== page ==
More than five years after the fact, former President George W. Bush is admitting that having a photograph taken of him peering out the window of Air Force One at the Katrina-caused wreckage of New Orleans was a "huge mistake."
During an interview with NBC's Matt Lauer set to air next week, Bush had no qualms accepting that, with 20/20 hindsight, he would have approached the situation much differently to avoid appearing "detached and uncaring."
"It's always my fault. I mean, I was the one who should have said: 'A) Don't take my picture, B) Let's land in Baton Rouge, La., C) Let's don't even come close to the area.' The next place to be seen is in Washington at a command center. I mean it was my fault," Bush said.
Bush's handling of the natural disaster was widely regarded as one of the low points of his political career, which was projected by a downward slide of his approval ratings in the following months.
The former president went on to show remorse for not getting more directly involved with the ground situation in the aftermath of the hurricane's damage to the gulf.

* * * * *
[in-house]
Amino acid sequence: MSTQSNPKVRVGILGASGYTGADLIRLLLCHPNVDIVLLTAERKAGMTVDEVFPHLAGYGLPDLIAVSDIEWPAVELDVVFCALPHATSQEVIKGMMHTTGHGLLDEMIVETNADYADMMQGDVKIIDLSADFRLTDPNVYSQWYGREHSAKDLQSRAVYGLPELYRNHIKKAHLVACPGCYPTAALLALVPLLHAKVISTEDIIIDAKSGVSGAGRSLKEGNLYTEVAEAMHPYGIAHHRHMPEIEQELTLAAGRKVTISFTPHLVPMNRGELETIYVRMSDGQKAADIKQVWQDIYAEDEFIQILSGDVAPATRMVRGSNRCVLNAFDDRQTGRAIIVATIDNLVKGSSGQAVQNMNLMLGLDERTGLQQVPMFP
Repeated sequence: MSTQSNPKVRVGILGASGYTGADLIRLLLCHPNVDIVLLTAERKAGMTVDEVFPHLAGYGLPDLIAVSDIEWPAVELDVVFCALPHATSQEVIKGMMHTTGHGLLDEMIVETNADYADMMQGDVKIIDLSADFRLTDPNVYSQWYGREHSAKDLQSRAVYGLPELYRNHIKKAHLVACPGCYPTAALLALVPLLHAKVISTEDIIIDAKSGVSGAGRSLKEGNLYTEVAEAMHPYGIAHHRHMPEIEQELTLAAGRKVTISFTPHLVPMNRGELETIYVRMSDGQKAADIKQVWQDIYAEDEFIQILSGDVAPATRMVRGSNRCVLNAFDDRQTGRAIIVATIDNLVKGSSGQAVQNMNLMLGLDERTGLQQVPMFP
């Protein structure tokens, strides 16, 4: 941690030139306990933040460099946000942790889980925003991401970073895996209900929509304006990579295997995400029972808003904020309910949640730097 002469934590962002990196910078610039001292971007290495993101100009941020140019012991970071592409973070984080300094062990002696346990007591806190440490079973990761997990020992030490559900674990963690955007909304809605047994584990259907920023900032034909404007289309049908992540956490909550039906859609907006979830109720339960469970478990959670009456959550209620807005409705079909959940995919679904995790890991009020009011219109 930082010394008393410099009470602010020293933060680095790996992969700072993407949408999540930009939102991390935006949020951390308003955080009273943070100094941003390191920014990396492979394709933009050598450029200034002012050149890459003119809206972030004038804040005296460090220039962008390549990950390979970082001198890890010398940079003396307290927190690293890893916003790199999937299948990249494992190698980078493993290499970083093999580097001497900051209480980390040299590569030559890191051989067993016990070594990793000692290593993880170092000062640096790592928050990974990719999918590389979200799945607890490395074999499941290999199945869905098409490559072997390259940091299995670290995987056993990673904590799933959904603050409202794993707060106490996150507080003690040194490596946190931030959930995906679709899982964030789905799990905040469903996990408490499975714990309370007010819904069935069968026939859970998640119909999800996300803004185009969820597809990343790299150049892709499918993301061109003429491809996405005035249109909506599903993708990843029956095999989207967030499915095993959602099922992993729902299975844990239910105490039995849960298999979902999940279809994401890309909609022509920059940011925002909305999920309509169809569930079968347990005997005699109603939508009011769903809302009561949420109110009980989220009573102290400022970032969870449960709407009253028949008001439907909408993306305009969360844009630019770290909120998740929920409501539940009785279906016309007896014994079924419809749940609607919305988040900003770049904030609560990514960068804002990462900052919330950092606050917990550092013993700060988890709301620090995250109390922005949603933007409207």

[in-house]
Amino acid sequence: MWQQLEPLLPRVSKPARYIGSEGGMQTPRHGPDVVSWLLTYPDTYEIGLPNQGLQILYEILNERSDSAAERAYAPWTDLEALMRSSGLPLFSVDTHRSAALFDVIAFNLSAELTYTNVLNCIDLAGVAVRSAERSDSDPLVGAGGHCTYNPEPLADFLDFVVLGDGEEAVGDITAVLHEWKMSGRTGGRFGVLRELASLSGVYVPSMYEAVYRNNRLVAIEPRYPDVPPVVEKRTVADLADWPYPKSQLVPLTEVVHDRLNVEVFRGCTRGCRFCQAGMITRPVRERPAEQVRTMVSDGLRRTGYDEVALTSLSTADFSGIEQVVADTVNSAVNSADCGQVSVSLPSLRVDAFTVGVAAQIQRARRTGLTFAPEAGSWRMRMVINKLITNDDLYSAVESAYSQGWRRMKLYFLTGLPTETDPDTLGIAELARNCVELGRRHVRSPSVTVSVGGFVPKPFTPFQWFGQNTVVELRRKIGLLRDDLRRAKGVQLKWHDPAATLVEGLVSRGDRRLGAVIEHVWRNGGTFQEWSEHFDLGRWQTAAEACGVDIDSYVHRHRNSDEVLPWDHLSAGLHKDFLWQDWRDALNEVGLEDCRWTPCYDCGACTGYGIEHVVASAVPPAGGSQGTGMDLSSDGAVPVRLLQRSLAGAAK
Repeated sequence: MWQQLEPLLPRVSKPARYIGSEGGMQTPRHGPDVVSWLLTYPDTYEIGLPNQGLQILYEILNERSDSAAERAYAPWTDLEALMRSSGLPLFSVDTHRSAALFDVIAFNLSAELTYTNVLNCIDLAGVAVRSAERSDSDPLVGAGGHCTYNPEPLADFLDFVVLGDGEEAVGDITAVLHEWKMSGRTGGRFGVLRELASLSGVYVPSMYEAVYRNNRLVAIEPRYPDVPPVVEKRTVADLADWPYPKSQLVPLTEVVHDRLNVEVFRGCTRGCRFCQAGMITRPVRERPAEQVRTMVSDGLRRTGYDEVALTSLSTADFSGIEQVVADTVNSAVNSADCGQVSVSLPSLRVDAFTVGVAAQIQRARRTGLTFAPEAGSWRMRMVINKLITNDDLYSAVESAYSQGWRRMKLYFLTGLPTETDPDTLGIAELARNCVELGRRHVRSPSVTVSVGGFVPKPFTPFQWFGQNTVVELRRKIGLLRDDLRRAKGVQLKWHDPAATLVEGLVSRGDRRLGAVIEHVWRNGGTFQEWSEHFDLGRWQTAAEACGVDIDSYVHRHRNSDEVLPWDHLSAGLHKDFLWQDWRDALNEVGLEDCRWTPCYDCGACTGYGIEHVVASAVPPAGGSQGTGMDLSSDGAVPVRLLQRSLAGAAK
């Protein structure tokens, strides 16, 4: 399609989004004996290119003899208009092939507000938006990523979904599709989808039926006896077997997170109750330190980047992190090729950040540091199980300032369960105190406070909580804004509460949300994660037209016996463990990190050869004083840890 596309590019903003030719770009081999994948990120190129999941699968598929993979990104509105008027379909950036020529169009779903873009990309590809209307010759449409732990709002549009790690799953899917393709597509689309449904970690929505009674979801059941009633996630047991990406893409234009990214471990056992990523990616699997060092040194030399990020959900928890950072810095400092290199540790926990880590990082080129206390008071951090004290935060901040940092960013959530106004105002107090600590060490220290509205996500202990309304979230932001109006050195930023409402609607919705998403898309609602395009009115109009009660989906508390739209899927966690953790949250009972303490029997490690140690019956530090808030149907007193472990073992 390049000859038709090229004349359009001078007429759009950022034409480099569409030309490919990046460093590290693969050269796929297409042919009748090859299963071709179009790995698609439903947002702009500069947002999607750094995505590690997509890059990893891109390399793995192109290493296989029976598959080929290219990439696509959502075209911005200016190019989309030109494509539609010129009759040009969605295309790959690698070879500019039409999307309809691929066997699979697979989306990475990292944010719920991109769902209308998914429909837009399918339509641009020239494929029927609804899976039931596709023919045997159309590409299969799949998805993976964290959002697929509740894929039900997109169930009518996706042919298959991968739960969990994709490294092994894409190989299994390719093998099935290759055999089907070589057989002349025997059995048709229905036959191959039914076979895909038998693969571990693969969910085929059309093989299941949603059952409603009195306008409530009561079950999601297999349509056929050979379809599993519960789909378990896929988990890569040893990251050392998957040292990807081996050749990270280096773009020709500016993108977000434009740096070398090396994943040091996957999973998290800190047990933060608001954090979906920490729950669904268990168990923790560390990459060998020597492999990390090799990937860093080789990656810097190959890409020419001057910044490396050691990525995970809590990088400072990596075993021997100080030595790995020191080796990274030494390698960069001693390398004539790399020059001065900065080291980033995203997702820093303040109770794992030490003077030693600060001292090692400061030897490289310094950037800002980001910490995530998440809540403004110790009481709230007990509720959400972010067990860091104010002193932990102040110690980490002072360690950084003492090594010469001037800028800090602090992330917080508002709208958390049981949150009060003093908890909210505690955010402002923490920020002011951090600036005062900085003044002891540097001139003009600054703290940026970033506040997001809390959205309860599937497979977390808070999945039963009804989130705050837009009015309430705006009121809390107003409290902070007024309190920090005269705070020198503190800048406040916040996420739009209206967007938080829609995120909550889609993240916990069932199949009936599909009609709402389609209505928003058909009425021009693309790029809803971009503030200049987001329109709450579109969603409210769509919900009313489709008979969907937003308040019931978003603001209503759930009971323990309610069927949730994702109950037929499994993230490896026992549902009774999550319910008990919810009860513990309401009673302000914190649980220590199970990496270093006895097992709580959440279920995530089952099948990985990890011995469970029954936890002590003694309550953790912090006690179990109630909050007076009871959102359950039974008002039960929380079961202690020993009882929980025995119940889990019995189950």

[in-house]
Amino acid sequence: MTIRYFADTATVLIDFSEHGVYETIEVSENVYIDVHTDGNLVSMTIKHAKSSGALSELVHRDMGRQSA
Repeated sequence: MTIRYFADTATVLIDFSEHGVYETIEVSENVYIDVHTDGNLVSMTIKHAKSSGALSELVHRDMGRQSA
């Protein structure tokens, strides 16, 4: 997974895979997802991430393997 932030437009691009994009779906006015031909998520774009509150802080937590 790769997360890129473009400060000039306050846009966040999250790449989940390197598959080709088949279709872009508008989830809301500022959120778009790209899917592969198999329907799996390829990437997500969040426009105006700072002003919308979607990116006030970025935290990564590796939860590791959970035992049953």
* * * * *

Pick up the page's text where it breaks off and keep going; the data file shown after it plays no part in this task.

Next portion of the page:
"In retrospect, however, I should have touched down in Baton Rouge, met with the governor and walked out and said, 'I hear you. We understand. And we're going to help the state and help the local governments with as much resources as needed,'" Bush said. "And then got back on a flight up to Washington. I did not do that. And paid a price for it."
Bush also addressed Katrina backlash in the context of his public image by saying that Kanye West's "George Bush doesn't care about black people" comment was one of the most painful moments of his presidency.